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W-T Holdings, LLC v. Gilchrist

Court of Appeals of Mississippi

December 17, 2019


         DATE OF JUDGMENT: 04/24/2018




         EN BANC

          J. WILSON, P.J.

         ¶1. This appeal relates solely to an award of attorneys' fees pursuant to a contract. W-T Holdings LLC d/b/a Window World sued Robert Gilchrist for breach of contract after he refused to pay for windows installed at his home. Window World alleged that Gilchrist owed $5, 690.35. The case eventually proceeded to trial in county court. The jury found in favor of Window World but awarded damages of only $2, 646. Post-trial, Window World sought attorneys' fees under a contract provision that required Gilchrist to "pay all" of Window World's "collection cost, attorney fees and all other expenses related to enforcing" the contract. The county court awarded Window World attorneys' fees of $18, 400, although there was no evidence that Window World had actually incurred or owed that amount.

         ¶2. Gilchrist appealed to the circuit court. He argued, as he had in the county court, that the contract did not require him to pay attorneys' fees in excess of the fees that Window World actually incurred to enforce the contract. The circuit court agreed with Gilchrist and reversed and rendered the judgment to include only "the actual amount of attorney's fees incurred by Window World" ($1, 323).

         ¶3. Window World filed a motion for reconsideration along with a new affidavit in which it claimed, for the first time, that it had actually incurred attorneys' fees of $45, 175. The circuit court struck the new affidavit and denied Window World's motion for reconsideration. Window World then appealed.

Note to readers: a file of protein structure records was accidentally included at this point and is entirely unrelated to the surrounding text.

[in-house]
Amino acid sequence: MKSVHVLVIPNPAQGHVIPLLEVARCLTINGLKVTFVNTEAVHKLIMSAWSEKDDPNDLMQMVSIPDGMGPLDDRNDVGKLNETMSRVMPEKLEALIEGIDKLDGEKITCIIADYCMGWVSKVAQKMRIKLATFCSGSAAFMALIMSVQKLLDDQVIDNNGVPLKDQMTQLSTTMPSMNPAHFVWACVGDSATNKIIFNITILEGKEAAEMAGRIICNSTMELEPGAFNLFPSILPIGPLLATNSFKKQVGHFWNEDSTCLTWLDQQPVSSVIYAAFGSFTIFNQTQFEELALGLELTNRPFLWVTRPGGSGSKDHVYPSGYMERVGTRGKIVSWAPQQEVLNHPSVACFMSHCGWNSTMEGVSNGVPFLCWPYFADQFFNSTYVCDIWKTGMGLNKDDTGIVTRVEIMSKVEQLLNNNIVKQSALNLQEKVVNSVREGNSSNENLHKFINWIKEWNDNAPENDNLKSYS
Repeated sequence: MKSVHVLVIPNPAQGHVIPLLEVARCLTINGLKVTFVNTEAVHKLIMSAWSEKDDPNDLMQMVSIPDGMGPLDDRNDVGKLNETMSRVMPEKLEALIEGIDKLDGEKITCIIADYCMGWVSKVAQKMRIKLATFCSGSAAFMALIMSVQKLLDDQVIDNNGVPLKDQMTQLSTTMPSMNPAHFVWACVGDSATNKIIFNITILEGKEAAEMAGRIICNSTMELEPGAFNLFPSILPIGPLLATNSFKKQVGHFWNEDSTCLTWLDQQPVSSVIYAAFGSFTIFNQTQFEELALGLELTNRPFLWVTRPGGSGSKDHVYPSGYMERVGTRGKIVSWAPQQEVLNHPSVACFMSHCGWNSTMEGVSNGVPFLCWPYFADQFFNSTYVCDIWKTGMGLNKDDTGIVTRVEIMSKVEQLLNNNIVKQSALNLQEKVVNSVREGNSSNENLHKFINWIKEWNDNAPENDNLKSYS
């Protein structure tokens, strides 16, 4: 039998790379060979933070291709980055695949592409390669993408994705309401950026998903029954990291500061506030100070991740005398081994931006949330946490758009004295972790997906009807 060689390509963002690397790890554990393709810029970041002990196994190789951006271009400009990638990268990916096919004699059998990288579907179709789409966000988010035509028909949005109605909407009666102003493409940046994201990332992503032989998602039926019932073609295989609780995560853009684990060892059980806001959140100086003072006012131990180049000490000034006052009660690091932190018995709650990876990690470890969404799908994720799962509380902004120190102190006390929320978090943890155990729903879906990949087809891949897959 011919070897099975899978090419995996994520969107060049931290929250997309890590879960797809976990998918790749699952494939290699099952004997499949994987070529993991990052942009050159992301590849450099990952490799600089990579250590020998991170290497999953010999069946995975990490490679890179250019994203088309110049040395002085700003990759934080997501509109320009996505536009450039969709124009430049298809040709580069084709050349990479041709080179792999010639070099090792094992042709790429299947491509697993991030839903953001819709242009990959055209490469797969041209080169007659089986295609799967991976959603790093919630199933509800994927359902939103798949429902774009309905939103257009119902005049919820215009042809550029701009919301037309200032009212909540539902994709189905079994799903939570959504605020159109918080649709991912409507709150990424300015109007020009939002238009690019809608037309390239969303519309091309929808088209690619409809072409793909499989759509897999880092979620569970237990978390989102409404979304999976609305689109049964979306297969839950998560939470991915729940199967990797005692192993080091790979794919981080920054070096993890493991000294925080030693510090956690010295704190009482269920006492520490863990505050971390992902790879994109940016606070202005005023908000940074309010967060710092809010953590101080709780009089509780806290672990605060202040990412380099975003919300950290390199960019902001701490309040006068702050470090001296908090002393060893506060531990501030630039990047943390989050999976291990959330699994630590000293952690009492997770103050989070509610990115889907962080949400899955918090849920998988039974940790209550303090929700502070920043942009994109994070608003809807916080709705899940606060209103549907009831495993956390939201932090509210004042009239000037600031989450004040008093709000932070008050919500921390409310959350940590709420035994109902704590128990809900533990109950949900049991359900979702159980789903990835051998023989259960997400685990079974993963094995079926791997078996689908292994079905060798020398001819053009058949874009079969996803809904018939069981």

¶4. We hold that the circuit court, sitting as an appellate court, correctly applied the parties' contract to the record on appeal. Therefore, we affirm the judgment of the circuit court.


         ¶5. The underlying facts of this case are not important to the appeal, as neither party contests the jury's verdict awarding Window World damages of $2, 646.[1] In short, Gilchrist contracted with Window World to install a number of windows at his residence for a contract price of $5, 690.35, but Gilchrist was dissatisfied with Window World's work and ultimately refused to pay. Window World sued Gilchrist in county court for the contract price plus attorneys' fees, other collection costs, and interest. Gilchrist initially filed a pro se answer and counterclaim in which he sought, among other relief, $100, 000 for alleged harm to his credit and reputation and "mental fatigue." Gilchrist later retained counsel and filed an amended answer and counterclaim. The amended counterclaim sought damages "for the cost of repair and proper installation of [a] picture window" but did not mention mental distress or demand any specific sum as damages.

         ¶6. The case eventually proceeded to trial, and the jury found in favor of Window World on its claim for breach of contract but awarded damages of only $2, 646, or less than half of the amount Window World alleged was owed. The jury also found in favor of Window World on Gilchrist's counterclaim.

         ¶7. Post-trial, Window World filed a request for attorneys' fees pursuant to a provision in the parties' contract. That provision, which appears in small print in Window World's preprinted standard form contract, states as follows:

Default/Collection Policy In the event client defaults on Contract, they will be responsible to pay all collection cost, attorney fees, court cost, and all other expenses related to enforcing W-T Holdings LLC, DBA Window World of Mobile/Gulfport terms of agreement/contract to the [sic] permitted by law. 1.5% will be added on monthly.